Junior Lily Dolan sits down to take her next round of ACT tests, hoping to score a few points higher than last time in order to receive a scholarship from her dream college that she knows her family wouldn’t be able to pay for on their own. Suddenly, she feels as though she is staring down at her entire future, knowing that the next few answers she bubbles in will determine the next course of her life.
Standardized test anxiety is a prevalent problem at South according to a non scientific survey conducted by The Oracle. This survey found that 70 percent of students are affected by testing anxiety.
Among these students is Dolan, who claims she experiences anxiety because of the importance of test scores for college applications.
“There’s a lot of pressure from [standardized testing] because it determines your whole future, like where you go to college, especially because I am aiming for a scholarship,” Dolan said.
Dolan believes her worst problem while taking a standardized test is ruminating on one question and thinking about it for too long. Next time she takes the ACT, she says she is aiming to work more efficiently and to try not to second guess herself.
“‘Do it, just go and do it,’” Dolan tells herself. “I cannot keep looking at a problem and thinking about it and stressing about if I’m getting it right, I just have to move on and trust my instincts.”
Sophomore Kevin Meier says he has also struggled with a form of undiagnosed test anxiety. He believes a lot of students experience anxiety over tests because of their desire to achieve high grades that look good on their transcripts.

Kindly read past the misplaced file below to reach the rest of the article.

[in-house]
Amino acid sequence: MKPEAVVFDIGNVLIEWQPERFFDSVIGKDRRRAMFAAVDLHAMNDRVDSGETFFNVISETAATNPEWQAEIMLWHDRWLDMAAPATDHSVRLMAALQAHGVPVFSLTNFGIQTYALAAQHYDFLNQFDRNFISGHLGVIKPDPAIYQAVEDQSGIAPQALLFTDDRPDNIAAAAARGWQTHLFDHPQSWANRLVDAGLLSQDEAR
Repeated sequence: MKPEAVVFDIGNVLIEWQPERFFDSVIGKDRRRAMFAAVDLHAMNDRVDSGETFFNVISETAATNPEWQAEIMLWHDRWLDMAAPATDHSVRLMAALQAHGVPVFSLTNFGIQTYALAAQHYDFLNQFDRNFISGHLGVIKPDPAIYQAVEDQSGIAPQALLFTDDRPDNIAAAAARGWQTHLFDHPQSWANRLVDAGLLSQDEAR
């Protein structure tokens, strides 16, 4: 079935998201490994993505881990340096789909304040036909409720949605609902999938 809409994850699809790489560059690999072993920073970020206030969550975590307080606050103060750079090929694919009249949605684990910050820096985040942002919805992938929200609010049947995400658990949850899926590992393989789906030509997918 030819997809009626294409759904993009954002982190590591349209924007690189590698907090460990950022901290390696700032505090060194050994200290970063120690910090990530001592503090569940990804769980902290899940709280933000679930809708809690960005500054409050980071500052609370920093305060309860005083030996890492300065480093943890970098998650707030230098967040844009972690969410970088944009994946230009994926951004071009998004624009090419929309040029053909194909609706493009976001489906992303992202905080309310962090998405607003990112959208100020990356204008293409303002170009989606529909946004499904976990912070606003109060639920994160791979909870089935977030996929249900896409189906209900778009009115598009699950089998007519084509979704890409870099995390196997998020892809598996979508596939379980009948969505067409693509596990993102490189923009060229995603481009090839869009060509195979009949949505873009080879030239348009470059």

“Everyone wants to do well on the test, but obviously it’s hard because tests are meant to challenge you,” Meier said. “[Students] really want to do a good job so they can get into the colleges they want and get the grades they want. So they get anxiety over if they’re going to do well or not.”
Meier says he would tell anyone with test anxiety that many other students feel the same way. He says a person with test anxiety will realize later in life that there are more important things in life than worrying about a test.
“I would say I wish they didn’t have it because it matters, but it isn’t something that is going to totally ruin you,” Meier said. “In the long run it really doesn’t matter that much.”
South psychologist Dr. Kimberly Larsen believes standardized test anxiety is more common currently with South students than in years past because of an increased amount of pressure put on kids of this generation.
“I think especially where we live there is so much pressure put on kids especially about post high school goals,” Larson said. “From a very young age, it adds to the pressure that you might feel in general with a test.”
According to Larsen, every student’s experience with test anxiety is very different from the next. Some students may encounter a difficulty in concentrating, sweaty palms, racing heart, or rapid breathing while actually taking a test. Larsen says when students seek help from a counselor or psychologist, they will usually talk about how to cope with their anxiety on a more long-term basis.
“We’ll talk about trying to change what we call mindset, like not evaluating yourself on one score, not evaluating yourself on one test,” Larsen said. “I can talk all day about why you shouldn’t worry about a test as much, but that doesn’t help you to calm down as you’re walking into that test.”
Larsen says any student with a standardized test anxiety diagnosis is likely to have some other form of an anxiety diagnosis.
“I think [types of anxiety are] similarly paired,” Larsen said. “You have experiences, there’s certain expectations, and then you go into the next experience with trepidation and not necessarily the coping that you should because you’ve got all these high expectations for yourself.”
Larsen wants students with anxiety to know there is a light at the end of the tunnel.
“In the long run, [standardized test anxiety is] manageable,” Larsen said. “This is something you can overcome.”